“The reason we go to short distances isn’t to probe the building blocks of matter,” he went on. “It’s because for four hundred years fundamental physics has been on this trajectory of unifying seemingly disparate things. We’ve found that, as we understand more, apparently incredibly disparate phenomena turn out to be different aspects of a more surprising, more beautiful answer than we could have anticipated—and often even hoped for. This started with Newton, who realized that the force dragging the apple down was the same force holding the moon around the earth. It continued with the realization that electricity and magnetism are different aspects of the same thing. Relativity told us that space and time are different aspects of the same thing. There’s more and more unity in our understanding of nature. And we’ve seen, especially over the last hundred years, that the essential unity and the essential simplicity best reveal themselves at short-distance scales. So it’s not that we care about the particles. We care about the laws.”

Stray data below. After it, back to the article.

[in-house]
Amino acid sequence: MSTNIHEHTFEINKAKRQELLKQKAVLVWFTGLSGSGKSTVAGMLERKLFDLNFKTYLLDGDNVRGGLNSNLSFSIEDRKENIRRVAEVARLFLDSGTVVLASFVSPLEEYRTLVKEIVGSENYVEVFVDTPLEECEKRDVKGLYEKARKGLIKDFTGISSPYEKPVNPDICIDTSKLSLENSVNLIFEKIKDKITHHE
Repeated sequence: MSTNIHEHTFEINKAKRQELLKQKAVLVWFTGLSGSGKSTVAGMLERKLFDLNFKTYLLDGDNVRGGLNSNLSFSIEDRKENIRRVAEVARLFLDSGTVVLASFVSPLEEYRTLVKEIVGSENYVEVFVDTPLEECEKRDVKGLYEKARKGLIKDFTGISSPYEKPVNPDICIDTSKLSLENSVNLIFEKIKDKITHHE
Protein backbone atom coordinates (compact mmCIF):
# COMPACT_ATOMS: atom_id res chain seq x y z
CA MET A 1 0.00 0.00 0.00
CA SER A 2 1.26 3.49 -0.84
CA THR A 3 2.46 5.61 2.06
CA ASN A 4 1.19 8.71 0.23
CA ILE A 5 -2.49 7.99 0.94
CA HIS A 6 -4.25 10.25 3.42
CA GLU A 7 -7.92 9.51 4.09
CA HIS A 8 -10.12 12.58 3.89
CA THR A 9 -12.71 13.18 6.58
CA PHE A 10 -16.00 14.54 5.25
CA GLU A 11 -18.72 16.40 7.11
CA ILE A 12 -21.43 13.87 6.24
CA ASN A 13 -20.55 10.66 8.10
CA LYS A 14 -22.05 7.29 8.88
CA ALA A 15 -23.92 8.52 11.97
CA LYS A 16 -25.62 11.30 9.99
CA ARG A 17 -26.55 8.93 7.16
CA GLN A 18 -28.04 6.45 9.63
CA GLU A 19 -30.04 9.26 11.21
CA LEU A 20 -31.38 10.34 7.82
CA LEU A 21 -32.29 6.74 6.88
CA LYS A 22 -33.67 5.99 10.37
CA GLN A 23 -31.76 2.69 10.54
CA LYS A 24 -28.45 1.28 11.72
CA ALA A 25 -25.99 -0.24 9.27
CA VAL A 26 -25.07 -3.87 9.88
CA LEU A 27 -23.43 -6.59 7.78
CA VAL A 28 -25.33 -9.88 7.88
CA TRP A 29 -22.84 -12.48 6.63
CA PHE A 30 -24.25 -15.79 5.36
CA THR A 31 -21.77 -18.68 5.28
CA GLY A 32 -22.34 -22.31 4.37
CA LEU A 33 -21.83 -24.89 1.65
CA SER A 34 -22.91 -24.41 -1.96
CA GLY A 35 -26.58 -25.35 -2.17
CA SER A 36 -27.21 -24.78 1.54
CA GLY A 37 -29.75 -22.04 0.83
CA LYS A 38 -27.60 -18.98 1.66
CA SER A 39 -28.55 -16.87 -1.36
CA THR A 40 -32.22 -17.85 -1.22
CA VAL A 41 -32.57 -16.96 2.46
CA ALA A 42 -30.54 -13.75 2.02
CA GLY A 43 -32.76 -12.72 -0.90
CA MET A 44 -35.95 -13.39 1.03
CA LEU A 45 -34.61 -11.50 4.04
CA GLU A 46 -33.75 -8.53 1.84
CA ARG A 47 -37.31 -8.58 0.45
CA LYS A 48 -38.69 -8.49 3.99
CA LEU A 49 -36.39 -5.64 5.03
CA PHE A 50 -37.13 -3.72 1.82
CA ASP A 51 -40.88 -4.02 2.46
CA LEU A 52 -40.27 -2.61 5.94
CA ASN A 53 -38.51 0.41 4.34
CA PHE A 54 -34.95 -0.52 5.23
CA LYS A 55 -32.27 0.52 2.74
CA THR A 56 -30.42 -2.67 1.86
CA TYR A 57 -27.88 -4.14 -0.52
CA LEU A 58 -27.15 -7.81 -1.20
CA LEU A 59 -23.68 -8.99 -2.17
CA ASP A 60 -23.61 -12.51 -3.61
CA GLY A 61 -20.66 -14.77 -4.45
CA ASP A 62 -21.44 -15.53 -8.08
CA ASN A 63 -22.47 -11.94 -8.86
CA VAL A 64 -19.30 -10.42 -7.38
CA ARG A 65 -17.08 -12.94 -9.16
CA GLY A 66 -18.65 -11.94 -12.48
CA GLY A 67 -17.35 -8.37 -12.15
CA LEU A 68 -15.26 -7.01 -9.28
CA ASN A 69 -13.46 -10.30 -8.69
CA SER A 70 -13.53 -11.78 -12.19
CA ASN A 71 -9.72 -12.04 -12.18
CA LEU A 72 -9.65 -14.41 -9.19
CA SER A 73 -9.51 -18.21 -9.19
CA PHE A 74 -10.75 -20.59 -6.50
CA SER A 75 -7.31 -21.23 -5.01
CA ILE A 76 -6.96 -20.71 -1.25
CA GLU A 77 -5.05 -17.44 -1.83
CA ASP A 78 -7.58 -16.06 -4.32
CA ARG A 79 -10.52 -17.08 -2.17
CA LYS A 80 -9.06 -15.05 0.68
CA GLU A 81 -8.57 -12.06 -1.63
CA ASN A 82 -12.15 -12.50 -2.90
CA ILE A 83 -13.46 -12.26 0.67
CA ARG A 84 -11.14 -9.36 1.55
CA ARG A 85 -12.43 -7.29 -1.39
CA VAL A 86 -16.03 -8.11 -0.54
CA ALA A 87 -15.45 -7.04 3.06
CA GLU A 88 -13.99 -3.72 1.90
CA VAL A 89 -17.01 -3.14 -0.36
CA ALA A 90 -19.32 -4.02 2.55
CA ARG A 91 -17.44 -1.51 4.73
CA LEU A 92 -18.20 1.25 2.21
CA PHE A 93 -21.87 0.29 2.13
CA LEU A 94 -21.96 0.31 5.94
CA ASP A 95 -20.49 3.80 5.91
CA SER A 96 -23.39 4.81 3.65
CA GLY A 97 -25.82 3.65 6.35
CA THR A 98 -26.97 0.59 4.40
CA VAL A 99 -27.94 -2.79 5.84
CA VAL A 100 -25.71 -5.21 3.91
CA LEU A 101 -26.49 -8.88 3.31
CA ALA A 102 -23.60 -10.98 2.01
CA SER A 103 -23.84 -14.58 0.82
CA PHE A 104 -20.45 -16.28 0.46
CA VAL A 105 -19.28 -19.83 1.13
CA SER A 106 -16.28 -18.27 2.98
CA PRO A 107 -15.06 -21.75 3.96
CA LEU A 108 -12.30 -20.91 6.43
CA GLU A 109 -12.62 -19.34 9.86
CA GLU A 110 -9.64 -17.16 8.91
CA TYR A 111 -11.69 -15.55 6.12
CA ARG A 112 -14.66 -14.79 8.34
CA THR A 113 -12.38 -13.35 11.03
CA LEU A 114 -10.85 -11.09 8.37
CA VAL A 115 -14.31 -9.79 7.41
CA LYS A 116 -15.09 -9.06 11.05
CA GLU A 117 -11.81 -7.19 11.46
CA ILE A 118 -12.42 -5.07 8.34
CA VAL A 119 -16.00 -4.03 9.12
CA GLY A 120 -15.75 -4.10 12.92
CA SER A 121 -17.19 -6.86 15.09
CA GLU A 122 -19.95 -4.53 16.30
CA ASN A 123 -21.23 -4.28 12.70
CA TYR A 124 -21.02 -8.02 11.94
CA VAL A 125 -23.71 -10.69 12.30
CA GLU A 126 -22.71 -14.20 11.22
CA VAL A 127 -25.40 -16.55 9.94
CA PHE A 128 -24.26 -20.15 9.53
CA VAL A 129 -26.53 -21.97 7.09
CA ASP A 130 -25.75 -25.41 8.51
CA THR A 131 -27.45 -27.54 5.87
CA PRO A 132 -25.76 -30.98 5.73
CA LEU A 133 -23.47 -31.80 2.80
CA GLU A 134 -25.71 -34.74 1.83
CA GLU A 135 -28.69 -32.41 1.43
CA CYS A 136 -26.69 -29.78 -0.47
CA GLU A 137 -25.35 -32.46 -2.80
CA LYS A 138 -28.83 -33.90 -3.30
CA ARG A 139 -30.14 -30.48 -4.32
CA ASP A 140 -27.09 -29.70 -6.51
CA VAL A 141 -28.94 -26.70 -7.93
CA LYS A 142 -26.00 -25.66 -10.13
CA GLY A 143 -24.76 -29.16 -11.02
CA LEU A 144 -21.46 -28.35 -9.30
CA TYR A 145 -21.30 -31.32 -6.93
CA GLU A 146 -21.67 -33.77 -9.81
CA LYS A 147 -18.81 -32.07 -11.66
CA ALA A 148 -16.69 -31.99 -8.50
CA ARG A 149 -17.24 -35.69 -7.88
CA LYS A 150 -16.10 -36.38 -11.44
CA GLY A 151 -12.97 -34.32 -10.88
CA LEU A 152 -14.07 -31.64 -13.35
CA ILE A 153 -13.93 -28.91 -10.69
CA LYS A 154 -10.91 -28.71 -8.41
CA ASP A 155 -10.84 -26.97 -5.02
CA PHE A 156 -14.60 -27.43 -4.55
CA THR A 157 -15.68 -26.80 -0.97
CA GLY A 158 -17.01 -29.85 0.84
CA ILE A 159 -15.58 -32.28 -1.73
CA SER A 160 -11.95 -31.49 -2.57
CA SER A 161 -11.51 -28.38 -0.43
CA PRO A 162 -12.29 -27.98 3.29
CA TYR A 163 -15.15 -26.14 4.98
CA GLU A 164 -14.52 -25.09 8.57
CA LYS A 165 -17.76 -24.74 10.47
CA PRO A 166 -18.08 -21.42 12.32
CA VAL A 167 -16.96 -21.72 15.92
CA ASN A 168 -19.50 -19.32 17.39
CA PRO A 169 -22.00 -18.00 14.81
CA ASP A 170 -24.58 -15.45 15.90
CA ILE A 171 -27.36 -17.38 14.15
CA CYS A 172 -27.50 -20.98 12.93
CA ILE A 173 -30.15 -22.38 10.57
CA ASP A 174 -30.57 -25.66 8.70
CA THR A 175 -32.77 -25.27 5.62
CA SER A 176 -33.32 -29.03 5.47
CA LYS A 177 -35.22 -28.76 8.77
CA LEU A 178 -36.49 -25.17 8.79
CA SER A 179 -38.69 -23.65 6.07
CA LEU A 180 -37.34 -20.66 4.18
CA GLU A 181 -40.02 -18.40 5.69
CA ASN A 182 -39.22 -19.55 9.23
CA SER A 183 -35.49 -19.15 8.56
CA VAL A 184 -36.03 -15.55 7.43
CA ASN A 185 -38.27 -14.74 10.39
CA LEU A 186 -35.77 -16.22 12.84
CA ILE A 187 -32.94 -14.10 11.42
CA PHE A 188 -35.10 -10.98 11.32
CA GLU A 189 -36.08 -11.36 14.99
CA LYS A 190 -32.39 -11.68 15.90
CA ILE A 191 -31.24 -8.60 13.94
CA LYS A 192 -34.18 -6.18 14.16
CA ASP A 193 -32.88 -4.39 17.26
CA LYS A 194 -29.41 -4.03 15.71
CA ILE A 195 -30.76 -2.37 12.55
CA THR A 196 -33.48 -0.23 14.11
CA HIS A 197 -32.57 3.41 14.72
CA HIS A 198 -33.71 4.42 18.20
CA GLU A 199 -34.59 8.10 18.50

Taped to the wall of Arkani-Hamed’s office is a graph labelled “LHC Luminosity Profile.” It shows when various phenomena—including the Higgs—should, if they exist, be revealed. Arkani-Hamed is a frequent visitor to CERN, and every time he goes, he told me, “it’s like a religious experience.” To prepare for the start-up of the collider, he has helped organize a series of dress rehearsals, called the L.H.C. Olympics. In these exercises, one team, playing God, chooses, out of the many models of the universe proposed by theorists, one to be true. The team then generates the sort of data that, according to this model, should be produced at the L.H.C. The other teams have to analyze the data to try to arrive back at the theoretical model the numbers are supposed to reflect. There are no winners or losers, Arkani-Hamed explained. “But afterward some people are high-fiving each other and other people are being consoled.” He added, “It’s an amazing blast.”
One source of tension between experimentalists and theorists is the awkward matter of credit. Who should get the glory when a discovery is made: the theorist who proposed the idea, or the experimentalist who found the evidence for it? In this context, even access to L.H.C. data is a vexed subject; in the United States, the groups that have worked on building the detectors will receive the raw data, but they’re not likely to share it. Arkani-Hamed joked that in order to get at the information theorists might have to find a “Deep Throat” who will pass them the data in secret.